Abstract: Major deficiencies in urbanisation and transportation systems are reinforcing patterns of social and urban segregation in Dar es Salaam, Tanzania's largest city. Analysis of the 1993 Human Resources Development Survey shows that there are numerous obstacles to the daily travel of the city's inhabitants, notably the poor. These barriers weigh heavily on schedules, complicate access to services ever further, limit the use of urban space, and place considerable pressure on household budgets. Consequently, the poorest individuals tend to retreat into their neighbourhood where the low-quality urban facilities are unable to assist in the development of human and social capital and economic opportunities, the alleviation of poverty or the prevention of social exclusion.
    Keywords: Accessibility ; Unplanned urbanization ; Social exclusion ; Poverty ; Walking trip ; Public transport ; Africa
    Date: 2006–09–15
  8. By: Sanghamitra Bandyopadhyay
    Abstract: The distribution dynamics of incomes across Indian states are examined using the entire income distribution rather than using standard regression approaches. The period 1965 to 1997 exhibits twin-peaked dynamics: there are two income convergence clubs at 50% and 125% of the national average income. Disparities across the states declined over the sixties and then increased. The observed polarisation is explained by the disparate distribution of infrastructure, in particular, that of education, irrigation and literacy in the formation of the lower convergence club. Parametric analysis establishes irrigation, education, roads, industrial power consumption and bank deposits as infrastructure components explaining cross-state variation in growth.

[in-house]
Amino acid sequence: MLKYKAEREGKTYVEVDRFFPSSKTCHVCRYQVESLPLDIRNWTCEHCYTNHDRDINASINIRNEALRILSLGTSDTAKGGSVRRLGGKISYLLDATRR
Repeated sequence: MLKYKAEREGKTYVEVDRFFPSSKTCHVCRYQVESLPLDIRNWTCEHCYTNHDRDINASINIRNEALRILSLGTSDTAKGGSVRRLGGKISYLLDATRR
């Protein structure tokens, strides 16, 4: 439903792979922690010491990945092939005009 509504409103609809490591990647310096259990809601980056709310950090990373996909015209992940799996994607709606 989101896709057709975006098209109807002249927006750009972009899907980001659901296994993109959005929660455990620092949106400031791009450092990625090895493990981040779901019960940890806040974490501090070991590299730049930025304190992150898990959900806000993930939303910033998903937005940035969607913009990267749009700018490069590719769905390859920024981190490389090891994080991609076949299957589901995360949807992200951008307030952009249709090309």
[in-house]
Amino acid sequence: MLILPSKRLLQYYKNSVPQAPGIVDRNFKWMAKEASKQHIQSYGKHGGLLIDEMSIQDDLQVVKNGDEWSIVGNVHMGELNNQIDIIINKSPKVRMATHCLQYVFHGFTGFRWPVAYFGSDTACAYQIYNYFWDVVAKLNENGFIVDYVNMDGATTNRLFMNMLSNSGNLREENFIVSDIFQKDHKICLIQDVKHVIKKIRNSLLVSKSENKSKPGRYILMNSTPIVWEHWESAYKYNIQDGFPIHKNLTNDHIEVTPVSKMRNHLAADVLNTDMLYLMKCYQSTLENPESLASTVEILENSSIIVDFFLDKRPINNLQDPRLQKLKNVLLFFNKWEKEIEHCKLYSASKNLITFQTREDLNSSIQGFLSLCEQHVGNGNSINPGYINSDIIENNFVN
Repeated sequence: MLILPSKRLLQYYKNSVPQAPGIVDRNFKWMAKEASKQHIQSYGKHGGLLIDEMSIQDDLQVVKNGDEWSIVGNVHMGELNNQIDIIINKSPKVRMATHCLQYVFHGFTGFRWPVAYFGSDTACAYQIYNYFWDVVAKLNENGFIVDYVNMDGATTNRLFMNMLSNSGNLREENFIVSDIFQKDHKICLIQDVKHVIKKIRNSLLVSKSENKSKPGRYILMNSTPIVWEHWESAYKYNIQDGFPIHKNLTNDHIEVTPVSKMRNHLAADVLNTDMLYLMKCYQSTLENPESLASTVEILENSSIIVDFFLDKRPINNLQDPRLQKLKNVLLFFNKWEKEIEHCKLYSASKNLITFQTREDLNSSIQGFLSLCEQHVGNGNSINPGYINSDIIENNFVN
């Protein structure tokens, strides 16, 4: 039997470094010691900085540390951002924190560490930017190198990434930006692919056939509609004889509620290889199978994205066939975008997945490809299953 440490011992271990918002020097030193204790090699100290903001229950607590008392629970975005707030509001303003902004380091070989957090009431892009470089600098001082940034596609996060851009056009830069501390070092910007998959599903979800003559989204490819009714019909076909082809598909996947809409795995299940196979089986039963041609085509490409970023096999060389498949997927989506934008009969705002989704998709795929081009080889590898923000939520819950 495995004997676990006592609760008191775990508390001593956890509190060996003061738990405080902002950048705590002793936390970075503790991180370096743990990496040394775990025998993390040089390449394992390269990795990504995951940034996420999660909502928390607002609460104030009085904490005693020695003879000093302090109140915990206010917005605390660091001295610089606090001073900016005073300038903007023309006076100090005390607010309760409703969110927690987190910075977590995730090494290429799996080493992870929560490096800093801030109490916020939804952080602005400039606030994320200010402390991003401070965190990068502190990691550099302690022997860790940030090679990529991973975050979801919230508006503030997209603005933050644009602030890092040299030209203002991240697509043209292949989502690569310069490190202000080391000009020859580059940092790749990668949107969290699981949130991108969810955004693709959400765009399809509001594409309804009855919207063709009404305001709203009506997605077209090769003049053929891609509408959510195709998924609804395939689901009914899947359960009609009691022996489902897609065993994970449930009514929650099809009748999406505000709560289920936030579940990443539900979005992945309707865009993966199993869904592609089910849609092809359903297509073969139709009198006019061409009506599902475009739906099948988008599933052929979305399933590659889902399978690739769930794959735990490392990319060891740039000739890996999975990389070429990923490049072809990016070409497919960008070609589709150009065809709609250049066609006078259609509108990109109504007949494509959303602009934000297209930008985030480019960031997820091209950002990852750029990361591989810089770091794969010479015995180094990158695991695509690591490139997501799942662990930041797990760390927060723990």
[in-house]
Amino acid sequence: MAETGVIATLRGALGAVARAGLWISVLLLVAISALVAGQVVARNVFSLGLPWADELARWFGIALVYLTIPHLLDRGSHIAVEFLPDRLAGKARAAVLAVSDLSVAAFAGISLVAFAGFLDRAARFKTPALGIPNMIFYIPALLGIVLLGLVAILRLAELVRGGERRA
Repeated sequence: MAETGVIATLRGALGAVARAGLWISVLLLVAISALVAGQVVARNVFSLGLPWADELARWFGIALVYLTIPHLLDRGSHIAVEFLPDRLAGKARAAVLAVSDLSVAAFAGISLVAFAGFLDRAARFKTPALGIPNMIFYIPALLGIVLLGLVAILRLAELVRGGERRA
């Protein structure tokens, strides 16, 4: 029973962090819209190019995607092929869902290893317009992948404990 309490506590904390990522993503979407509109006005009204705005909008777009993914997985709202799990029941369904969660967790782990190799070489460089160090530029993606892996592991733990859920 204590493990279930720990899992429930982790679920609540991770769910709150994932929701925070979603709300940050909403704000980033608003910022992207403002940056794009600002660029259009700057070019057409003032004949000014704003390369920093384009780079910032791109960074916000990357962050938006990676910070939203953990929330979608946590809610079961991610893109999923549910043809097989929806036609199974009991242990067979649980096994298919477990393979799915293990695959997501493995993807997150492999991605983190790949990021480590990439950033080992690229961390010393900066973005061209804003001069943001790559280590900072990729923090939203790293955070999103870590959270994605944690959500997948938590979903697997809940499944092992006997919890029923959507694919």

Keywords: Convergence Clubs, Distribution Dynamics, Education, Infrastructure, Panel Data, India
    JEL: C23 E62 O23
    Date: 2006
  9. By: Fuest, Clemens (Department of Economics, Copenhagen Business School); Huber, Bernd (Department of Economics, Copenhagen Business School); Nielsen, Søren Bo (Department of Economics, Copenhagen Business School)
    Abstract: Recent years have seen large swings in house prices in many countries. Motivated by housing price variations, proposals for taxing capital gains on housing have repeatedly been put forth. The idea seems to be that such taxes would curb the redistribution occurring between those owning houses and those trying to get into the market for owner-occupied housing. Our paper shows that at least in simple settings, a tax on real capital gains on housing will only lead to even bigger price swings and will not be able to redistribute between people appearing on either side of the housing market.
    Keywords: capital gains tax; housing market; price fluctuations
    JEL: H23 H24 R31
    Date: 2006–09–12